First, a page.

Compliance for the BPMN Specification… Shooting the Moon?

Scott Francis
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There has been a flurry of discussion around compliance for BPMN specifications, particularly on Bruce Silver’s blog, and with additional commentary from Ismael’s blog. Bruce makes some great points about why BPMN is catching on in the marketplace.  It is (relatively) intuitive, it represents most of the really important ideas that need to be expressed in the Business Processes, and I’ll add another thought:  you can actually draw it on the whiteboard pretty accurately.  Some people think that is silly, but I think it matters that you can sketch it out pretty faithfully on a whiteboard or piece of paper as well as in software.  A great many people still think most freely on whiteboard/paper rather than on a computer screen. Bruce also makes a great point about BPMN to BPEL mappings:

“A key reason for that is it is graph-oriented like a flowchart, not block-oriented like a structured program, or more to the point, like BPEL.  For example, you can loop back to some previous step with a BPMN gateway, but BPEL places severe restrictions on that.  What that means is you can draw BPMN diagrams that cannot be mapped to BPEL, or at least to “roundtrippable” BPEL that preserves the BPMN view after even minimal tweaking in the BPEL environment.”

Personally, I don’t even want “roundtrippable” I want “native” – meaning, a representation specifically designed to store BPMN.  Whether it is “custom” XML or “standards-based” XML, I want it to be targeted so that roundtripping simply isn’t an issue – the diagram is the xml/data and the xml/data is the diagram.  Otherwise, how can the business ever be sure that they’re BPMN diagram is being accurately executed?  If the representation isn’t roundtrippable or native, then it undermines faith that the process works as designed.  One of the key problems with all the previous software systems I’ve used and built prior to BPM is the separation between requirements and the finished solution (or, put another way, between the business and IT delivery). Ismael of Intalio gives this response in his blog:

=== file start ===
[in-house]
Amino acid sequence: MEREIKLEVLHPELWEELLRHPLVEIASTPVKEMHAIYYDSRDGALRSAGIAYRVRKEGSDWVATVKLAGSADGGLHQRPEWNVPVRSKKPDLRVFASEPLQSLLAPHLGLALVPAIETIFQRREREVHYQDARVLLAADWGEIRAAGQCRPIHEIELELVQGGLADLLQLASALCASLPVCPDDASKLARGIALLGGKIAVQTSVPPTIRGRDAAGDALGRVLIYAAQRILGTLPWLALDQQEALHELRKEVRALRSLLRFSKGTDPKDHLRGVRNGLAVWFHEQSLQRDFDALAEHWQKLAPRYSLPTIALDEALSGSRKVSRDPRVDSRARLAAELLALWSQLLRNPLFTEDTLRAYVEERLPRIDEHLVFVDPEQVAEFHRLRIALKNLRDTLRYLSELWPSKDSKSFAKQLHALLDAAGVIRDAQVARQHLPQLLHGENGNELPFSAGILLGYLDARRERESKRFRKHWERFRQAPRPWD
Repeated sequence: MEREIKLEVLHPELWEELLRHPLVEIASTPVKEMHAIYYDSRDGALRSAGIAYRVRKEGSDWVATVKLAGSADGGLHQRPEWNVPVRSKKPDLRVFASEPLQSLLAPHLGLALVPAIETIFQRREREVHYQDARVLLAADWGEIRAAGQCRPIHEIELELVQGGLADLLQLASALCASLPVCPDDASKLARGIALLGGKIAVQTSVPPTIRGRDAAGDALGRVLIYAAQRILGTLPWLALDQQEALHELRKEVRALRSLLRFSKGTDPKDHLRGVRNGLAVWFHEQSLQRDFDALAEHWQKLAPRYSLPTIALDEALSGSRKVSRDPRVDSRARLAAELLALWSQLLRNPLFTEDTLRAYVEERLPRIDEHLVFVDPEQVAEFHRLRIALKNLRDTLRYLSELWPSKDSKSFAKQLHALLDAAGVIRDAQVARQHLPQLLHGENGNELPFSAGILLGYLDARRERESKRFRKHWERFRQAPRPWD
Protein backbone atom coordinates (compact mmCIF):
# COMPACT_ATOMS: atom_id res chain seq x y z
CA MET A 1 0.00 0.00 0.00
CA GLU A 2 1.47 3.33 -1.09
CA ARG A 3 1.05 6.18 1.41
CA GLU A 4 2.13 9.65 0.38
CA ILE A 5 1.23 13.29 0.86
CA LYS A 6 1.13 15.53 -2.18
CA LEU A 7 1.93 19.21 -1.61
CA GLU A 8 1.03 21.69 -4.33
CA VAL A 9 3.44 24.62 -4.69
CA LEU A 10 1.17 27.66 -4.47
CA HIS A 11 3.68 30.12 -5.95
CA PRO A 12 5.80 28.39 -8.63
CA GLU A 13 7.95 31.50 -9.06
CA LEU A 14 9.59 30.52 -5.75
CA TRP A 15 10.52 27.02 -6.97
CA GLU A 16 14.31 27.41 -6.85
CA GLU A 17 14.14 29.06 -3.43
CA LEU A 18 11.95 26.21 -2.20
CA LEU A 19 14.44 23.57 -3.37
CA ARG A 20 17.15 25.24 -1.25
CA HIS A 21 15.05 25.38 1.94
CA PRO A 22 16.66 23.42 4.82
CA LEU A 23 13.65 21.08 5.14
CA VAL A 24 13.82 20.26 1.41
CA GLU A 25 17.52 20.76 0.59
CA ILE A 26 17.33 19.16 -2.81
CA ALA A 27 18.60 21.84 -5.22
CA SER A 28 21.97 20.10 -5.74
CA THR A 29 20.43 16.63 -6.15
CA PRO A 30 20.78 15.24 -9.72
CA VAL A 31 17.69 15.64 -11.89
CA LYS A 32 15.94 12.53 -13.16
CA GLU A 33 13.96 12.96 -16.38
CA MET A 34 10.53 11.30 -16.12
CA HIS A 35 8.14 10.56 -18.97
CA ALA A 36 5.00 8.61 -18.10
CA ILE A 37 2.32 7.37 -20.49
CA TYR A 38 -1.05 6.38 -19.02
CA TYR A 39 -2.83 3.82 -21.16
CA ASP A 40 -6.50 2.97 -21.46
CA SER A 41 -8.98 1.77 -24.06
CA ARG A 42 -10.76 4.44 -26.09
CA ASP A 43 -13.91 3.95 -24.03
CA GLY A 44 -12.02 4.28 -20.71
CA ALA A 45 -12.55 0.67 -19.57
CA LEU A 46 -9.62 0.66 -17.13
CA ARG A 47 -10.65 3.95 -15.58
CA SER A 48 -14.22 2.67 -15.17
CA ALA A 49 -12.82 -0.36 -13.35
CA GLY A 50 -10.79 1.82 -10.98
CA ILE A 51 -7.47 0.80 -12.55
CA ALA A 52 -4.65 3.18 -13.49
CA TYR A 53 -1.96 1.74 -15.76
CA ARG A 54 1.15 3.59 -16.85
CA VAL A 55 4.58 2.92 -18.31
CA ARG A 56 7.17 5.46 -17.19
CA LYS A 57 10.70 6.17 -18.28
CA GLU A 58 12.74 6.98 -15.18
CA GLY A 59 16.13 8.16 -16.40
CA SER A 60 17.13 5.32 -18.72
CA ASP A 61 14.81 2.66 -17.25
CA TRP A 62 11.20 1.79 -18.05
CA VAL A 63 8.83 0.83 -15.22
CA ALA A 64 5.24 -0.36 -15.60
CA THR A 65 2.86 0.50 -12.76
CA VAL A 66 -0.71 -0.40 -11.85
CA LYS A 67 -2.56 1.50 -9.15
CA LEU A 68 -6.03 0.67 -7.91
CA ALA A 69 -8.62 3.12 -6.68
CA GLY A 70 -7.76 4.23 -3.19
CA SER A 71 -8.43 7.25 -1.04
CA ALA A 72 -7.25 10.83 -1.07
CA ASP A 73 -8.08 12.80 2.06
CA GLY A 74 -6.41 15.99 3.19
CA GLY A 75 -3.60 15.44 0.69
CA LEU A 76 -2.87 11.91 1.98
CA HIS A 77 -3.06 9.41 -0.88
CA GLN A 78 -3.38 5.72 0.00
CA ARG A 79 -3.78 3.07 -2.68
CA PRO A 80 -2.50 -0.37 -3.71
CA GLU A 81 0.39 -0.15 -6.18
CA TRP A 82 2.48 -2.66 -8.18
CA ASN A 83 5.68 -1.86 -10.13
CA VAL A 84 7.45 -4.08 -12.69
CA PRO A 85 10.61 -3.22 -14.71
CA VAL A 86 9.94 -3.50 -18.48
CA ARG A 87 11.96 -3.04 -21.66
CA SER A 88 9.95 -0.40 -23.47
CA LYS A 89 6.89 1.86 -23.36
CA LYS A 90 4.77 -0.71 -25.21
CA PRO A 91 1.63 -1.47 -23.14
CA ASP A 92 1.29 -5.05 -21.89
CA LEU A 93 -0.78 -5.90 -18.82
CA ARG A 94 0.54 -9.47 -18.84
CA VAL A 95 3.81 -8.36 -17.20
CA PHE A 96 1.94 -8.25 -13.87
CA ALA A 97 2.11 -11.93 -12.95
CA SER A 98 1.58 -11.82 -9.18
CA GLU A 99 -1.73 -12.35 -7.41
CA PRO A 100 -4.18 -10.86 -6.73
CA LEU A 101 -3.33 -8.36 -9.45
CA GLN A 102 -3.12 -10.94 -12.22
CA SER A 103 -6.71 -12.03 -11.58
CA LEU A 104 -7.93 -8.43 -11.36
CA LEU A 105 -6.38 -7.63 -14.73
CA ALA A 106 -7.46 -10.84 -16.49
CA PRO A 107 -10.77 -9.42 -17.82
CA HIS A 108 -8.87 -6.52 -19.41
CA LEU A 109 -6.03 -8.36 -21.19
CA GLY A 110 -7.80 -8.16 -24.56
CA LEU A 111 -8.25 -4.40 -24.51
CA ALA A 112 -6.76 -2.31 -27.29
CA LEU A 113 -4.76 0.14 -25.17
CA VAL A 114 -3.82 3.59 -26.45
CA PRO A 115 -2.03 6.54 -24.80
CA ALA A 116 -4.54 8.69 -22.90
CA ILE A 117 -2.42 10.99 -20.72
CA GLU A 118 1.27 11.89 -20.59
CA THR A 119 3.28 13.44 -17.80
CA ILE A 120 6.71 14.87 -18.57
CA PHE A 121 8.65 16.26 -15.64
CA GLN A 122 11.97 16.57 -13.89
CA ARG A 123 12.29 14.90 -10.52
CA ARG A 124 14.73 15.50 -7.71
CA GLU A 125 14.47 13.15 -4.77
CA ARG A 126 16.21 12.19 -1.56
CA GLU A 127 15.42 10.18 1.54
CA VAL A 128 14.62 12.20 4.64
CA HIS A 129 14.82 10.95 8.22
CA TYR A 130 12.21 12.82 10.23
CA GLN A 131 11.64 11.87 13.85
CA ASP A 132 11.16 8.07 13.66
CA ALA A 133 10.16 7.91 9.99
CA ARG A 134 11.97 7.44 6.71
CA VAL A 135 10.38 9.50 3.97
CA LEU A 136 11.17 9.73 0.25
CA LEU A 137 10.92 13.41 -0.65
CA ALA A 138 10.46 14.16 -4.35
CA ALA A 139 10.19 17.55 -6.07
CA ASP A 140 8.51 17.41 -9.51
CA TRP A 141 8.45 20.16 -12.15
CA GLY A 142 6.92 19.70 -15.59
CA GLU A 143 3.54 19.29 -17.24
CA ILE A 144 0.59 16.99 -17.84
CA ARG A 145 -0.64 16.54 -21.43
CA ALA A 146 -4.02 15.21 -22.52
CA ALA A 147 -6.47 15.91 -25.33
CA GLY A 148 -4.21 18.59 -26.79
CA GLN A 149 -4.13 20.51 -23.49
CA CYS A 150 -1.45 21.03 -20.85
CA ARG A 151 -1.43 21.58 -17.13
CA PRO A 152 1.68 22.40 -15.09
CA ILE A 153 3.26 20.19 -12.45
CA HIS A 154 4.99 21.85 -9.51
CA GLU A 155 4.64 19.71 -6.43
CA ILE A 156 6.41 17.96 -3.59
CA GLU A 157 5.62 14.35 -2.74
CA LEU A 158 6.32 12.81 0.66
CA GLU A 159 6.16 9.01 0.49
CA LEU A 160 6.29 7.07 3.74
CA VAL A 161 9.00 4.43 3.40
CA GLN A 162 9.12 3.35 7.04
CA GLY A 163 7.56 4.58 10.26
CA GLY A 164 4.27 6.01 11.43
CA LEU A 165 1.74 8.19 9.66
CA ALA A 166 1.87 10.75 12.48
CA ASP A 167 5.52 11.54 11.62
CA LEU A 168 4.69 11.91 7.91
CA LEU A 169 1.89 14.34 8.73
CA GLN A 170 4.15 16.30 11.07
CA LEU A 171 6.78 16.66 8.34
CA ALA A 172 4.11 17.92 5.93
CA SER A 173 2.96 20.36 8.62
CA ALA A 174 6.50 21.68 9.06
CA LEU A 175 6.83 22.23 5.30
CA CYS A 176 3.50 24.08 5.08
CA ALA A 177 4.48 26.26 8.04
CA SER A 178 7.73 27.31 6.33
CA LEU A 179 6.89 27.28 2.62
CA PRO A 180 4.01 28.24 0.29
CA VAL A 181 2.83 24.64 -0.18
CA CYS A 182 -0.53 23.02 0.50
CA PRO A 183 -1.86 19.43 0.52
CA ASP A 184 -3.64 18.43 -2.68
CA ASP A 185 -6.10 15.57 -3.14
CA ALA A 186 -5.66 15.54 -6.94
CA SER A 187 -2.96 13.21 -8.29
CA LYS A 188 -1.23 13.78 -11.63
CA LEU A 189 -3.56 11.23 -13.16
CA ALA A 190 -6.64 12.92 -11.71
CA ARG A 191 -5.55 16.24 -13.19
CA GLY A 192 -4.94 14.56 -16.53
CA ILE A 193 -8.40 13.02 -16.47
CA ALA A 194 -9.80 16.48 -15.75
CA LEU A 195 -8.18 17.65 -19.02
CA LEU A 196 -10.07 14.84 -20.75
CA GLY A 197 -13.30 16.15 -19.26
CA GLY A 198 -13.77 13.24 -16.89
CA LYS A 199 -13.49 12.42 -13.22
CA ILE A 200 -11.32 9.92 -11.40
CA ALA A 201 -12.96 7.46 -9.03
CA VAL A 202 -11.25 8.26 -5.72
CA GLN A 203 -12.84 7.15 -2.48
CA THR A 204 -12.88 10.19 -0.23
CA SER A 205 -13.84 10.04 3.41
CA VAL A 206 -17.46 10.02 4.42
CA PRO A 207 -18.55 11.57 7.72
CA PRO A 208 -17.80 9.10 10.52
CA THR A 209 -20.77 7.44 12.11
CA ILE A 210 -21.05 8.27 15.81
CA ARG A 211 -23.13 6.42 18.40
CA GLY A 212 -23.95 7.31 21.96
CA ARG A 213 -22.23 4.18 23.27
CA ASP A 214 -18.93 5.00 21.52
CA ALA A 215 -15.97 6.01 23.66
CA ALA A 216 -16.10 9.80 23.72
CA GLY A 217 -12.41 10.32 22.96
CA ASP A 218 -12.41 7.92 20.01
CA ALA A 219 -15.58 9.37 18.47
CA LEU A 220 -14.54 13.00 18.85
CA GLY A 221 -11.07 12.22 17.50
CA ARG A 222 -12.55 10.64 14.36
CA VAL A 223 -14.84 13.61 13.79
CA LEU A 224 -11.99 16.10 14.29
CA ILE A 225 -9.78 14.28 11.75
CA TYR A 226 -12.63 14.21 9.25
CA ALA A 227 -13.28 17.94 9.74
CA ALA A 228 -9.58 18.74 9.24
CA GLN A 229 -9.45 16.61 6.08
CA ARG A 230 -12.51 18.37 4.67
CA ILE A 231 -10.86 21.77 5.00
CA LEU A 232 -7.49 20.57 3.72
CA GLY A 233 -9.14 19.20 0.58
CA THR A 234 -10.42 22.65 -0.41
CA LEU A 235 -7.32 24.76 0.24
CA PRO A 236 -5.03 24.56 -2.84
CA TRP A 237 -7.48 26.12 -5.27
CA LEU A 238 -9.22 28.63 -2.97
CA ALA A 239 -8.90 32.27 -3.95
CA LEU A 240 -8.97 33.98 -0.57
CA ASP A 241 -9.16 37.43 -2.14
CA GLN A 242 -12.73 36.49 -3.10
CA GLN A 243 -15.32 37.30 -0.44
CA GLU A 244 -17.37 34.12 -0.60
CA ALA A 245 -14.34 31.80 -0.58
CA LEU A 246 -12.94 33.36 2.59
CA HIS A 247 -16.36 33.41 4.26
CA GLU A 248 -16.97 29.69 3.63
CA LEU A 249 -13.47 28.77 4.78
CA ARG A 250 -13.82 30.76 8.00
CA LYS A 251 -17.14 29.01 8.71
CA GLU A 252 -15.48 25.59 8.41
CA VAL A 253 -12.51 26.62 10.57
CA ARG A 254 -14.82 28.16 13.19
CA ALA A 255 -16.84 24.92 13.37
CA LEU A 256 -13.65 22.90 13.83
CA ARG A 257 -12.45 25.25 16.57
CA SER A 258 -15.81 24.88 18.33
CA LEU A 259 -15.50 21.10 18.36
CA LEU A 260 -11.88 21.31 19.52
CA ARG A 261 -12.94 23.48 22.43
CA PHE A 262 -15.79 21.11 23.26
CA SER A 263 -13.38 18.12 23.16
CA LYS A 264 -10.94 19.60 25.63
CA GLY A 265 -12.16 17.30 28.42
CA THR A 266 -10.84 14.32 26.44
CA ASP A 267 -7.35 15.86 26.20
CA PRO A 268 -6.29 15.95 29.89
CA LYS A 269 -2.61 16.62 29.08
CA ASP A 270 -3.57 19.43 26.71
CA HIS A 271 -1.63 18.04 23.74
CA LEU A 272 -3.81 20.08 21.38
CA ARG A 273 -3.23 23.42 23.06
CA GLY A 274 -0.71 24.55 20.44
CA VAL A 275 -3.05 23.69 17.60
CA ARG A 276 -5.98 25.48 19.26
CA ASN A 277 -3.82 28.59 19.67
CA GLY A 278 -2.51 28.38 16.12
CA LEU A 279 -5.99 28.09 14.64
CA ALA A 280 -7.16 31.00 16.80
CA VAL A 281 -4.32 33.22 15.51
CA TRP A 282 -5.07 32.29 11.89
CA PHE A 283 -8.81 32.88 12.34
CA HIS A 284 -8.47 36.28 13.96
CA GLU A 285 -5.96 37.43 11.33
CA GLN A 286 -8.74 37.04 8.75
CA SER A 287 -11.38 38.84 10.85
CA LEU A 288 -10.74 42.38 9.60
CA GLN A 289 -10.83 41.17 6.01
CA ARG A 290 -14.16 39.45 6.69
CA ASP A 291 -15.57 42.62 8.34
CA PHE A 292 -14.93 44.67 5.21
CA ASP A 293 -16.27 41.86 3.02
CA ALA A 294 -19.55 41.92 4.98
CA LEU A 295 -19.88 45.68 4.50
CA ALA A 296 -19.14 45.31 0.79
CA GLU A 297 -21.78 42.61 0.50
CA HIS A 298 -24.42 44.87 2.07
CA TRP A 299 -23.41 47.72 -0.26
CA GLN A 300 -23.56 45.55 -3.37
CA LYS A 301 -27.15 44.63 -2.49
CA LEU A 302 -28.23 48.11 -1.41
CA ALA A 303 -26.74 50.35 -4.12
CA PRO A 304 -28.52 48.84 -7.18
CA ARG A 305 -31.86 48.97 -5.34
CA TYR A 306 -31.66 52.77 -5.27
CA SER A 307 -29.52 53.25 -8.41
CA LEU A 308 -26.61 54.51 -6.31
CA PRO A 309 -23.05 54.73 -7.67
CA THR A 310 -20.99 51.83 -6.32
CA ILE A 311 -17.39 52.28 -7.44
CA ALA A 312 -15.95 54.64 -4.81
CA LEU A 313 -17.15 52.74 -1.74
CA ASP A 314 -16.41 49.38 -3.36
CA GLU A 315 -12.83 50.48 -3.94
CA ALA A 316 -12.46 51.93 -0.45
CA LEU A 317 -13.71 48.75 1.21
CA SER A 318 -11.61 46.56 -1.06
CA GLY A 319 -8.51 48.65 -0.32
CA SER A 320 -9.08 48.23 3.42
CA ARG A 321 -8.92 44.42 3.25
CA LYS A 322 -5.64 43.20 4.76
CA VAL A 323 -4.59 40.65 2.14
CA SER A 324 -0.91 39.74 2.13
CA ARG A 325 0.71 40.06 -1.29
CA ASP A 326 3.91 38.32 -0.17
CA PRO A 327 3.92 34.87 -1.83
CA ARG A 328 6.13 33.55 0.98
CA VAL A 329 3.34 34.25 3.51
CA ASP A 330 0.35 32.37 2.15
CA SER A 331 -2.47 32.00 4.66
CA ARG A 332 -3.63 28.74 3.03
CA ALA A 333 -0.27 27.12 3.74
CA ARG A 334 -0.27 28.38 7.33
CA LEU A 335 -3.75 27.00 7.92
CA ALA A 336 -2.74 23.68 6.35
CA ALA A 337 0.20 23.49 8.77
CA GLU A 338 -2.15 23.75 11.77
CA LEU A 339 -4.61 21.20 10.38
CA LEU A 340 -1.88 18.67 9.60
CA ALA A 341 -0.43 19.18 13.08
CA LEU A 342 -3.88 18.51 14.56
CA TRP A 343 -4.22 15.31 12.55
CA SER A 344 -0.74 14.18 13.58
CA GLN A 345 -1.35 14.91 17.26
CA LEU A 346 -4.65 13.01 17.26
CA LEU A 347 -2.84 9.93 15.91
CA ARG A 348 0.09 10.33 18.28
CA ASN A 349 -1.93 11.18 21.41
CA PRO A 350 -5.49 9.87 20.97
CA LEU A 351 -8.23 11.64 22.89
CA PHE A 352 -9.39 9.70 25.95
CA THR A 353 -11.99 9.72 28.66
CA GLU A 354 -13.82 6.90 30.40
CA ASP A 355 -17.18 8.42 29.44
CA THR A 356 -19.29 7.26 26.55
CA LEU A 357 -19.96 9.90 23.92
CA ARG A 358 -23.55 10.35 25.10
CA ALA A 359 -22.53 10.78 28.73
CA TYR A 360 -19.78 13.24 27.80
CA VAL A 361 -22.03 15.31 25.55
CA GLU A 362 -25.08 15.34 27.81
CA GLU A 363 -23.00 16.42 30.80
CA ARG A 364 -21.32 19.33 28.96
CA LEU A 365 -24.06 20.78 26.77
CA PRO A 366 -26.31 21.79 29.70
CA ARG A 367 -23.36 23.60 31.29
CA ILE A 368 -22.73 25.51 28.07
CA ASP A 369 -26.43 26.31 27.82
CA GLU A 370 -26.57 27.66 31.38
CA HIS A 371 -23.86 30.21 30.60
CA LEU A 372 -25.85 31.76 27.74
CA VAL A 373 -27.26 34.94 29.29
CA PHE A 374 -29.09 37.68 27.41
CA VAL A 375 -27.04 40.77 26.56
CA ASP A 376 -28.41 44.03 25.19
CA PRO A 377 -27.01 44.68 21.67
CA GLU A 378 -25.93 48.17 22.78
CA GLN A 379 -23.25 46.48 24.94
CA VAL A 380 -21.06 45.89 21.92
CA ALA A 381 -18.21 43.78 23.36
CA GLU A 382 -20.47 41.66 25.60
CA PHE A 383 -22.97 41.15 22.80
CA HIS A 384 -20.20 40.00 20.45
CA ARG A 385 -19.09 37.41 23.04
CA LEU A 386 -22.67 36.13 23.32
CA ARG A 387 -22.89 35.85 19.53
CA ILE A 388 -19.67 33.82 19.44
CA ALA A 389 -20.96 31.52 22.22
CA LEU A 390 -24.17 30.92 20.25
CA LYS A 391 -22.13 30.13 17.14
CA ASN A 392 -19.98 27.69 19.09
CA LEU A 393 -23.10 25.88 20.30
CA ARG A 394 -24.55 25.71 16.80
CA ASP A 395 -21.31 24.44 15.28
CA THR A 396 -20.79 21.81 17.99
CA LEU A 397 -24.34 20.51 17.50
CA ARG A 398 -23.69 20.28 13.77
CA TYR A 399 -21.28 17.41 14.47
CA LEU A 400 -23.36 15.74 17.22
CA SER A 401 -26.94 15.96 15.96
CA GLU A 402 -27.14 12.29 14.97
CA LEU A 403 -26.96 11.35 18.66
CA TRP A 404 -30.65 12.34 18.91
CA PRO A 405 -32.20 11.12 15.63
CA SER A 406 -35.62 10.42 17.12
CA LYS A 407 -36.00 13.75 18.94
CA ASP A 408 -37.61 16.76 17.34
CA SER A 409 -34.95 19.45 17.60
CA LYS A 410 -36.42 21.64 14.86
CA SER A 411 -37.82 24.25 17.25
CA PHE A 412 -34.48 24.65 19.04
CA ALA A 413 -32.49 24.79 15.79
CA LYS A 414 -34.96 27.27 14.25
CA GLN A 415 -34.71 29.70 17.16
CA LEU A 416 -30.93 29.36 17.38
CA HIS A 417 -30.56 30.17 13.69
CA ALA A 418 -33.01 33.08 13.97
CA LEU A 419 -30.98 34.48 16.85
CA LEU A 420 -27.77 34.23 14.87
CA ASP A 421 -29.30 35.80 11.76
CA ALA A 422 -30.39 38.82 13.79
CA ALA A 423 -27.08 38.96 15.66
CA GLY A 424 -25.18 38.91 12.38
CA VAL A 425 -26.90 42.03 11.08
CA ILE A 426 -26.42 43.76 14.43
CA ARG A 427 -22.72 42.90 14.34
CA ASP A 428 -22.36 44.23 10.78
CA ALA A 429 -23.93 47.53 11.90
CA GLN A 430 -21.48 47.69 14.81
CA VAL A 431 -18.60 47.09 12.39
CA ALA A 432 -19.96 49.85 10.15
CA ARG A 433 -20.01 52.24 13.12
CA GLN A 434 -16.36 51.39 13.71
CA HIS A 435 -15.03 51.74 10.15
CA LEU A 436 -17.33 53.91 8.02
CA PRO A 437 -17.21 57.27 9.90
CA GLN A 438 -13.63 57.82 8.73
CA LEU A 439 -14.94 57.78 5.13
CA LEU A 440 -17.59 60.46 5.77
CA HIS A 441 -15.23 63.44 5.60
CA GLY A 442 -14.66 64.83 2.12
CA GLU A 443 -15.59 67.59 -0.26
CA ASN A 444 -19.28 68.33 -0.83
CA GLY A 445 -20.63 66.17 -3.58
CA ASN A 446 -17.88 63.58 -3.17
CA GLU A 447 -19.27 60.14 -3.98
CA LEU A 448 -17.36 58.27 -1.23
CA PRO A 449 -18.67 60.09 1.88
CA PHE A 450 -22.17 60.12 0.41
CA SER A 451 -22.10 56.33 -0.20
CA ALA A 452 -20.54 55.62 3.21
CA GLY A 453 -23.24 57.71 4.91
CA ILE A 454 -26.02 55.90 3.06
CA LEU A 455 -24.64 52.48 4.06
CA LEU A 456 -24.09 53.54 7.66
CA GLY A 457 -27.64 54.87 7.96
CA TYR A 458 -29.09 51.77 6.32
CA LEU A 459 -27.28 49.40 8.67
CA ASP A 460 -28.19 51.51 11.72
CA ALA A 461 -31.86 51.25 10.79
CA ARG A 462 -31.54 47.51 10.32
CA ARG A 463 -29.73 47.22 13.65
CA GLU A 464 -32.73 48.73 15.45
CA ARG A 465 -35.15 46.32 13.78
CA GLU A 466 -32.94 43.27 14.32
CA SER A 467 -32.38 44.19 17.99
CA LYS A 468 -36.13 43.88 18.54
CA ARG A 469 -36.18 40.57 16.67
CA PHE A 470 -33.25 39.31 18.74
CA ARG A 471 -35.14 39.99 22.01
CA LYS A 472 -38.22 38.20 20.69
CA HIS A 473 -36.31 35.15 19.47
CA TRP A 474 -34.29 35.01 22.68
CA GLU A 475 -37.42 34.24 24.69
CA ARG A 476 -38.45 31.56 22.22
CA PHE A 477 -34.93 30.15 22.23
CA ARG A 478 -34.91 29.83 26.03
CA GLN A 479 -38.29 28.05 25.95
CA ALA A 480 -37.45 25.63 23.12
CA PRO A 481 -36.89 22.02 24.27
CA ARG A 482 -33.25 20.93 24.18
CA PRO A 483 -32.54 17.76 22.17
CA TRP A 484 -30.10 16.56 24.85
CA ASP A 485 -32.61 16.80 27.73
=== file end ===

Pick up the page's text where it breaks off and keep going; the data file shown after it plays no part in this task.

“Do not worry about round-tripping between BPMN and BPEL Round-tripping is a futile and wasteful exercise when attempted between two languages or notations that have a significant semantic gap between them, and so is the case for BPMN and any process execution language optimized for computers (like BPEL). The same is true between UML and Java by the way. Round-tripping should be set as a goal only between two languages or notations that are essentially representing the same thing, such as BPMN and its future serialization format for example. What this means is that there must exist a way to fully serialize BPMN diagrams on one hand, and a way to graphically display serialized BPMN on the other. And all this should work in a deterministic and predictable way, uniformly across tools.”

I find the assertion that round-tripping is irrelevant to be a bit startling.  The problem is, if the translation from BPMN to BPEL representation is wrong, we’ll have a hard time detecting that.  And then how would it help with compliance? I can’t take the BPEL representation and load it in another BPMN tool and see the model… so we haven’t achieved the interchange that Bruce Silver is looking for, nor proven compliance… Personally, I’d start with the following: 1. can i MODEL the specification model (ie, can i draw it in this tooling with standard components).  By this definition of compliance, a visio stencil may do the trick… 2. can the target environment EXECUTE the model.  the compliance model can describe the expected behavior of the model especially illuminating areas that might be up for debate (presently) but which should be standard (near future) interpretation.  Execution should be separated from modeling – from a compliance perspective – because BPMN does not exist solely for execution purposes. Next, additional models could be provided that describe “illegal” models. If you model these in a compliant environment, it should, in some fashion, warn you that the model is not correct (either by throwing an informative error when you run/test the model, or by showing validation errors at design time). Granted, testing compliance gets easier once BPMN 2 style storage spec gets released, but til then, there’s no reason we can’t have a representative model – it will just be harder to confirm compliance because we’ll have to actually do the work to model something. Bruce points out that without the data storage spec, he’s not satisfied with the results – and I can’t blame him – but I think defining what would be a representative model to exercise the specification for a given tool is something that has to be done regardless of the storage medium.  And in the meantime, even the visual representation of such a model could help customers and consultants evaluate BPMN tooling appropriately for compliance.  Currently there’s just too much distance between here and there if we have to have a portable data schema before we can have a model (or set of models) that exhibits all the features of compliance.

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